Saturday, May 14, 2011
The Day Of The Saluda Explosion And The Federal Government's Response
During the first two-thirds of the 19th century, steam boating was the most popular mode of transportation.
The first steamboat appeared in North America circa 1815 and the number of boats increased every year. The old images above show how steamboats lined up one after another in Memphis and below portrays the old Levee area of St. Louis which was always busy, night and day, with steamboat traffic. To understand how exciting this new mechanized way of river transportation was, one needs only to read the stories and quotes from Mark Twain himself a riverboat pilot.
Fast Transportation for the Era
Steamboats offered a fast mode of transportation. In fact, faster than anyone had ever experienced. A steamboats massive power came from it's boilers. The steam engine was a spectacular invention, one in which came before much of the inherent science of it was understood. Steam pressure inside a boiler turned the boat's paddle wheels. More pressure meant more power and more power meant faster speed and faster speed seemed to be in demand.
Steamboat Boiler Dangers
This is exactly what happened on Good Friday, April 9th, 1852 at the docks of Lexington, Missouri.
The boat was chartered to bring Morman converts to Utah who had arrived from Europe. The immigrants sailed to New Orleans then up the Mississippi to St. Louis. From there a steamboat was to take them to Council Bluffs, Iowa where they would begin their overland journey to Utah.
The boat exploded very near the dock after only about two revolutions of it's paddle wheels. Records are a bit inaccurate but it appears about 175 passengers boarded the Saluda in St. Louis. The death toll of the explosion was over 100 people some of which were bystanders on the dock. So violent was the boiler explosion that parts of bodies were strewn everywhere including in the town itself. The body of the captain and part owner of the vessel was found on the far side of the dock warehouse. Other victims were found on top of nearby bluffs. To give you an idea of the hazards of steamboat travel in that era, there were a total of 34 steamboat accidents/disasters in North America during the two year span 1850-1851.
To demonstrate how bad the boiler problem was, 13 years into the future the steamboat Sultana, image at right, exploded it's boilers on April 27th, 1865 near Memphis costing the lives of an estimated 1,300 to 1,900 people most of whom were returning Union soldiers who had been held in Confederate prisons. There were estimated to be about 750 survivors. The Sultana had been extremely overloaded with the returning troops.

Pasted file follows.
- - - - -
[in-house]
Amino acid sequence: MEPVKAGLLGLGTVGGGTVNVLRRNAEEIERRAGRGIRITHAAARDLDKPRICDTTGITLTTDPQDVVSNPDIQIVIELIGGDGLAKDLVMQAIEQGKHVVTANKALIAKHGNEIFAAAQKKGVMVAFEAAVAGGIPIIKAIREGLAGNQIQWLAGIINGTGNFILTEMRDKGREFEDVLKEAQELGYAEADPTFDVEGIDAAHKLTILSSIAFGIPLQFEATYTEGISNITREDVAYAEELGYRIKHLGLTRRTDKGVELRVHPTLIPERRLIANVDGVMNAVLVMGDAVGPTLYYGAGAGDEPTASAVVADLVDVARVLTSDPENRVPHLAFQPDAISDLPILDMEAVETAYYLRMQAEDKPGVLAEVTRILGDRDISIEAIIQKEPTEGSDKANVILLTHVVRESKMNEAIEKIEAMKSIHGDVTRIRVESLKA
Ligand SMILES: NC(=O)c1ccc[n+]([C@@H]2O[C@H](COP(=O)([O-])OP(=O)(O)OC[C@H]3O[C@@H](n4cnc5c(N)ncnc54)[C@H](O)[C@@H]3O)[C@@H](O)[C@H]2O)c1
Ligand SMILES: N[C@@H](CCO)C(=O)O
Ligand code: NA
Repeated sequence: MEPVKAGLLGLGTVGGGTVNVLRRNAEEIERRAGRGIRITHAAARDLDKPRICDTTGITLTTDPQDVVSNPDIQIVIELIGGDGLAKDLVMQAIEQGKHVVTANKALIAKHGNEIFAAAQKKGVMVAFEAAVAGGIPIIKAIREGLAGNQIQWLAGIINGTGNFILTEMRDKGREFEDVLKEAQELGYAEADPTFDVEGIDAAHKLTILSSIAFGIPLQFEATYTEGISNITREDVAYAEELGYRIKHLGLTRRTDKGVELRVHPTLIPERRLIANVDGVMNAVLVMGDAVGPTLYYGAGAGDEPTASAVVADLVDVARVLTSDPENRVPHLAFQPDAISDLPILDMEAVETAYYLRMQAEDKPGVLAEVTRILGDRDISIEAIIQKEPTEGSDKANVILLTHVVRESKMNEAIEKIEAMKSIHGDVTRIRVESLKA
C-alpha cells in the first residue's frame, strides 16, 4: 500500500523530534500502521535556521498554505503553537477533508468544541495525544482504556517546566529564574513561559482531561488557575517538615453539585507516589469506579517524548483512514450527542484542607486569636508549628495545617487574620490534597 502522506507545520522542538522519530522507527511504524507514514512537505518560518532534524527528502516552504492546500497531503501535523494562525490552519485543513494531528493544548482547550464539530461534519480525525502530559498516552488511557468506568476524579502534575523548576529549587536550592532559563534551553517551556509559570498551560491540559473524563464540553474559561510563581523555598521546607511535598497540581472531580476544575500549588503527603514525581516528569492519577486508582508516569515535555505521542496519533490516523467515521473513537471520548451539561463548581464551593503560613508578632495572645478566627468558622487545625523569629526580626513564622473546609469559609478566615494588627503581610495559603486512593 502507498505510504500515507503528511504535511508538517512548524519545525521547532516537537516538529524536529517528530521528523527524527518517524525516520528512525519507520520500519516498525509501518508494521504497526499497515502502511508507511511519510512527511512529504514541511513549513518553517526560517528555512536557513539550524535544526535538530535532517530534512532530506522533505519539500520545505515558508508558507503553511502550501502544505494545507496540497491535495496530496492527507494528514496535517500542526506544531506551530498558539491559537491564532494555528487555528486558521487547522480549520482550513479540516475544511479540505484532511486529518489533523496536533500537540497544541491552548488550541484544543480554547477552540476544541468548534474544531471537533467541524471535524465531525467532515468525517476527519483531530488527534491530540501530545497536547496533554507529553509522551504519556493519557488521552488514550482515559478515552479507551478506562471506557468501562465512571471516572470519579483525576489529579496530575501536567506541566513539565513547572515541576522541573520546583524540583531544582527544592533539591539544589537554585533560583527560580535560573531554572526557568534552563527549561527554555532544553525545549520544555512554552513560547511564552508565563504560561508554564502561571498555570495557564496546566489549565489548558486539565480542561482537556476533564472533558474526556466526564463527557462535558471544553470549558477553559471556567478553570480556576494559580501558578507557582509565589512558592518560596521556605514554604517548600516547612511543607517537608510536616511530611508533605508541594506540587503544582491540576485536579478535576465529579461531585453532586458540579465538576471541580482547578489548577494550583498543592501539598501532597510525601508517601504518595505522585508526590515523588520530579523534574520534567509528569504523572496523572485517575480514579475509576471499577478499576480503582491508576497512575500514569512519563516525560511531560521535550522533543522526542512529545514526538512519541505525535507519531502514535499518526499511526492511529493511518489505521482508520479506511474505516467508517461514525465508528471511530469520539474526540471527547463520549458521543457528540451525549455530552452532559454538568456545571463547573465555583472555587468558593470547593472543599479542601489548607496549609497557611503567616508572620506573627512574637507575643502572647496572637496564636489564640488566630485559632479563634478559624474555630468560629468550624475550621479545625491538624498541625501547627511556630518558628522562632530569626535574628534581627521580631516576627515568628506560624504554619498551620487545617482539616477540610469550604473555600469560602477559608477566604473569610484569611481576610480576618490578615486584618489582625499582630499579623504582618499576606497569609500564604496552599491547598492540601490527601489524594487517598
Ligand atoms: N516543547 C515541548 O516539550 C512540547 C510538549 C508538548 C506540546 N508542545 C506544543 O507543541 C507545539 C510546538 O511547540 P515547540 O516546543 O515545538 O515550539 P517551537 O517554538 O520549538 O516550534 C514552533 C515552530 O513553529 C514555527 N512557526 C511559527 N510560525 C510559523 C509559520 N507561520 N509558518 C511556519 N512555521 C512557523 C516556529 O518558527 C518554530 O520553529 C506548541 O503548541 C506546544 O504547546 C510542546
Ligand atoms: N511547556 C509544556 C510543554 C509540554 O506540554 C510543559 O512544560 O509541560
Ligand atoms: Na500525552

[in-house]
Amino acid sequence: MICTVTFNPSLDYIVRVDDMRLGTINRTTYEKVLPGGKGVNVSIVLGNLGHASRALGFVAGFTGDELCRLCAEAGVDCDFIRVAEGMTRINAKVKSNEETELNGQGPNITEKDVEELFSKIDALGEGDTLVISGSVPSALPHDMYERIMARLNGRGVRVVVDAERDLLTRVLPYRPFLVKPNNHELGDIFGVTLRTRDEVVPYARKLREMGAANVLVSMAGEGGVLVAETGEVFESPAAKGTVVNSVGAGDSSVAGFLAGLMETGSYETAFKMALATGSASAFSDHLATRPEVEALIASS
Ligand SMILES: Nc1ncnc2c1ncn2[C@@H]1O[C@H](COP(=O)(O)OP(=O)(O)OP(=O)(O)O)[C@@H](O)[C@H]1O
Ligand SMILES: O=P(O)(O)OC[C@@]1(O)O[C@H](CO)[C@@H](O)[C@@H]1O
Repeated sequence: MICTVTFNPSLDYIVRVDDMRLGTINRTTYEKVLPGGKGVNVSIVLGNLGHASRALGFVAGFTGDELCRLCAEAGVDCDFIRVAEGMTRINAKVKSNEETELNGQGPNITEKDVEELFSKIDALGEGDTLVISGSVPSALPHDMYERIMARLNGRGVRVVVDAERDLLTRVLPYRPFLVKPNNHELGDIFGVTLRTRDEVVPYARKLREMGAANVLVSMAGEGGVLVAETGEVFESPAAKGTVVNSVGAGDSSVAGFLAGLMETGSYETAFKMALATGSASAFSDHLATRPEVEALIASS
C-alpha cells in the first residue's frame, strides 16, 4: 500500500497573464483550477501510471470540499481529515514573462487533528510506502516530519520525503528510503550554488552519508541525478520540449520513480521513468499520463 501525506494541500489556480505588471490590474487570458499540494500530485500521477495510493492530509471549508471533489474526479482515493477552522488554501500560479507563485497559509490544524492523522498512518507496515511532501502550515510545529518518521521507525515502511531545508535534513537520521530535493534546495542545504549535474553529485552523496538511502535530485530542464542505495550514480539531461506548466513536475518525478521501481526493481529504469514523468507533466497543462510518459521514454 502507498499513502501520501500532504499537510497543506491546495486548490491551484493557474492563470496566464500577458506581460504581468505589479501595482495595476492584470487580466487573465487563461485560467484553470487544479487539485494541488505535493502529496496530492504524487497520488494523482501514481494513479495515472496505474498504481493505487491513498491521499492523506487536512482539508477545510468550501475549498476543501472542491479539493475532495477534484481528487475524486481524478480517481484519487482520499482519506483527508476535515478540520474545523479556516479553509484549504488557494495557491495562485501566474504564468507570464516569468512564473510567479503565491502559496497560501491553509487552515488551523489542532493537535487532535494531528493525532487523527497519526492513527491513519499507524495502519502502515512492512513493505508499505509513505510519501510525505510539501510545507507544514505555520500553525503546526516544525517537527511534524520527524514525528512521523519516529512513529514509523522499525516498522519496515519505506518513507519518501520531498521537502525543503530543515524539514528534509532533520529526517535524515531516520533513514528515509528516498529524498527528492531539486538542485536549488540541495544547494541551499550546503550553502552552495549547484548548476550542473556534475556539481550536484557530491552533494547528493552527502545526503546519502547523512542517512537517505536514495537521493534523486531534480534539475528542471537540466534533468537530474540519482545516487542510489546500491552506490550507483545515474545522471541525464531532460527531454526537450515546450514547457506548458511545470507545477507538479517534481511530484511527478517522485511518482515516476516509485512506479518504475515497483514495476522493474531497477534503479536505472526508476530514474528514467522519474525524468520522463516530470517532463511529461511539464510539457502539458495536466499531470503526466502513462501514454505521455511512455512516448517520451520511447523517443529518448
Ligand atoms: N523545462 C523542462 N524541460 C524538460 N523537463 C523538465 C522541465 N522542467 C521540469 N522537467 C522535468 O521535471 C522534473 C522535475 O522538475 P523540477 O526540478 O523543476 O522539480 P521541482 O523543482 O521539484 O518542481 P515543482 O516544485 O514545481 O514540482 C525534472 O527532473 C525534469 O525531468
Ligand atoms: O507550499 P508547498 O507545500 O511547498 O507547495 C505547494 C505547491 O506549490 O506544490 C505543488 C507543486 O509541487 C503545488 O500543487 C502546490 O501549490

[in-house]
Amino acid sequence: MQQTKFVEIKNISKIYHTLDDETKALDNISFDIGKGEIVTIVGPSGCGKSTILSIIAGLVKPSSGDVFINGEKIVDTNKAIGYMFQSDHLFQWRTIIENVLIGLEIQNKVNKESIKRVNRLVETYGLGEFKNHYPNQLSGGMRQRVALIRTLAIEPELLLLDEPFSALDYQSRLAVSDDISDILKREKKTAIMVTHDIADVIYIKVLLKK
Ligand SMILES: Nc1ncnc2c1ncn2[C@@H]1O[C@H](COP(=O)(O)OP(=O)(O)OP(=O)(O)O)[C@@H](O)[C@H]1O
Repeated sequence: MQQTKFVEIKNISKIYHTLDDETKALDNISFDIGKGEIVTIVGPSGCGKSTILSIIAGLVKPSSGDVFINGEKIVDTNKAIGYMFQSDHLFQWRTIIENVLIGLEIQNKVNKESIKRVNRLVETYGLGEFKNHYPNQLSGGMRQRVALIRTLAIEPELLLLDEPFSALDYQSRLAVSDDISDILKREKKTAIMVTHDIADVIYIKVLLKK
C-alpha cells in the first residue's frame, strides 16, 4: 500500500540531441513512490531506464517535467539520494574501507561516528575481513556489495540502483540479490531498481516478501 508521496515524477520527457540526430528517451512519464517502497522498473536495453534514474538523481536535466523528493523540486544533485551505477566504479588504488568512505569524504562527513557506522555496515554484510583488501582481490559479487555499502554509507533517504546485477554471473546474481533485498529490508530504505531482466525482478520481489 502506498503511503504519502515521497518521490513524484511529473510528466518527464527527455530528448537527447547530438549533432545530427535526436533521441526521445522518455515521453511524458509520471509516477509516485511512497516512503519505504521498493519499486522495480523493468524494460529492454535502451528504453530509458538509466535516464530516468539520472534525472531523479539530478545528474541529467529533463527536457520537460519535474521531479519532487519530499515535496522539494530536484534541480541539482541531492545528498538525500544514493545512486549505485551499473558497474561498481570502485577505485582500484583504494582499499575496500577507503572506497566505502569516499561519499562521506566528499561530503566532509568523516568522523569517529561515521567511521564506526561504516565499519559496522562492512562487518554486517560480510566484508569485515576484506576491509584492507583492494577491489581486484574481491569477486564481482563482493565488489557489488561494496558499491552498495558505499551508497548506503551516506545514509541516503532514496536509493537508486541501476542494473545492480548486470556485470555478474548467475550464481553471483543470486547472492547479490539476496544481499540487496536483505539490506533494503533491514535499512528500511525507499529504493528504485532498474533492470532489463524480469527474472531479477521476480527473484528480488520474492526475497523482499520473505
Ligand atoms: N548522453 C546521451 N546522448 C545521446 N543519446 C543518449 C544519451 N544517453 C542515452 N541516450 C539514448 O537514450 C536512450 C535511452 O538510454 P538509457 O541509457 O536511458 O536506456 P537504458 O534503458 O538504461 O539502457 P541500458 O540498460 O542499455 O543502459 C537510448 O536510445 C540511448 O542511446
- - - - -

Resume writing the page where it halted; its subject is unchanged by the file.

Another fact about steamboats during this era is that they had a life span of some 3-5 years. This was not only due to boiler explosions but also from collisions, snagging an object and sinking, catching fire and running aground. It's almost unbelievable when you compare that to our modern transportation system.
Boilers Powered Just About Everything
The boiler problems were a result of new technology that wasn't fully understood coupled with lax government oversight. The lax oversight was due to Congress not wanting to be accused of hampering national expansion by regulating the steamboat industry. Travel safety in that era was not a top priority.
There was a lot to be learned about steam boilers. How much boiler plate thickness was required for a certain amount of pressure? Why were pressure relief valves not installed in many boilers? How can one accurately measure how much pressure is in the boiler? What should the boiler water levels be? These were just a few of the questions that were open to speculation. A steamboat boiler needed to be constantly monitored by an engineer or crewman. The boilers drew in large amounts of water usually from beneath the boat. Rivers have a lot of mud and often the mud and pebbles would be sucked into the pipes. An explosion could occur if the water was blocked long enough causing the pressure to increase.
While the intention was to protect lives and property, the reality was that things didn't improve much afterward. The Steamboat Act of 1852 was the result of yearly increases in maritime disasters and carnage. The 1852 Act put more formality into the federal inspection effort. Although the new act started things in the right direction the inspection procedures still proved inadequate.
The Sultana disaster in 1865 was an example. Another Congressional Act was instituted in 1871 which formally created the Steamboat Inspection Service. Any progress that was made since 1852 was kept and in addition a formal set of maritime safety codes were established. The 1871 Act pertained to all steam powered vessels including freighters, tugs and ferries.
See additional Western Trips photo article on the links below...
The Tall Ships
A Steamboat and an Indian War
Visit Lexington Missouri
Lexington, Missouri is a short 35 mile drive east of Kansas City. I think you will find it interesting to stop and visit the memorial in Lexington's Heritage Park created in 2002 for the victims of the Saluda disaster.
Lexington has a very rich history including a famous Civil War battle site and a city park commemorating where Lewis and Clark made a stop during their historic journey west.
(Article copyright Western Trips. Photos and images in the public domain)
The sites below will give you plenty of information.